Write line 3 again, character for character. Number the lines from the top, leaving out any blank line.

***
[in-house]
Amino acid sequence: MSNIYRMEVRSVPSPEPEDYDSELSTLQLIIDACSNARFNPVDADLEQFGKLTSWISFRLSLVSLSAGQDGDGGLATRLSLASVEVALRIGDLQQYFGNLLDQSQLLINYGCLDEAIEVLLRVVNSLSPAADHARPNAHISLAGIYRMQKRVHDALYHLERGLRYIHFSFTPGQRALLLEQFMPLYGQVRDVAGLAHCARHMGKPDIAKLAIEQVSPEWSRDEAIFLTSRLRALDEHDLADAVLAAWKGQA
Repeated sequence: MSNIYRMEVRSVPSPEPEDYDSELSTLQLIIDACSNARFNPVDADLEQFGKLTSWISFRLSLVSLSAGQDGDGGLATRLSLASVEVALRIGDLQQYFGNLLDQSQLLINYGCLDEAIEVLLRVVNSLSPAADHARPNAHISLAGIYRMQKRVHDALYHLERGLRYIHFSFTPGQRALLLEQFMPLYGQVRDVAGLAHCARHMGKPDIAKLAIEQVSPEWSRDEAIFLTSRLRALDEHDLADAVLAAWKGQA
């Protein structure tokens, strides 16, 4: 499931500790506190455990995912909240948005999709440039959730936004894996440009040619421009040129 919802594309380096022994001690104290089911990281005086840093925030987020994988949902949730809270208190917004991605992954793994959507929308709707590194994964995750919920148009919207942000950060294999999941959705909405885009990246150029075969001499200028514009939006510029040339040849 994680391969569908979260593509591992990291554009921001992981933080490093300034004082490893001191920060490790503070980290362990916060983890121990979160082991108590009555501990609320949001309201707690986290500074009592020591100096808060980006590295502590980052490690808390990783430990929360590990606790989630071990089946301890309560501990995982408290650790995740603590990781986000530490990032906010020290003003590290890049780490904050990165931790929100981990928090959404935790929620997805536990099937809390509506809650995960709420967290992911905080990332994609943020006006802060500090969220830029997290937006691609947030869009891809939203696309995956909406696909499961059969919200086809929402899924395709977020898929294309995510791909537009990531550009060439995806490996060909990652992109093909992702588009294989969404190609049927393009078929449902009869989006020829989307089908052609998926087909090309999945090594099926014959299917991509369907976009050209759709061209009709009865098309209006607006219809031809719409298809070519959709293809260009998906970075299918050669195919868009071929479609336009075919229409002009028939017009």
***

Repeated sequence: MSNIYRMEVRSVPSPEPEDYDSELSTLQLIIDACSNARFNPVDADLEQFGKLTSWISFRLSLVSLSAGQDGDGGLATRLSLASVEVALRIGDLQQYFGNLLDQSQLLINYGCLDEAIEVLLRVVNSLSPAADHARPNAHISLAGIYRMQKRVHDALYHLERGLRYIHFSFTPGQRALLLEQFMPLYGQVRDVAGLAHCARHMGKPDIAKLAIEQVSPEWSRDEAIFLTSRLRALDEHDLADAVLAAWKGQA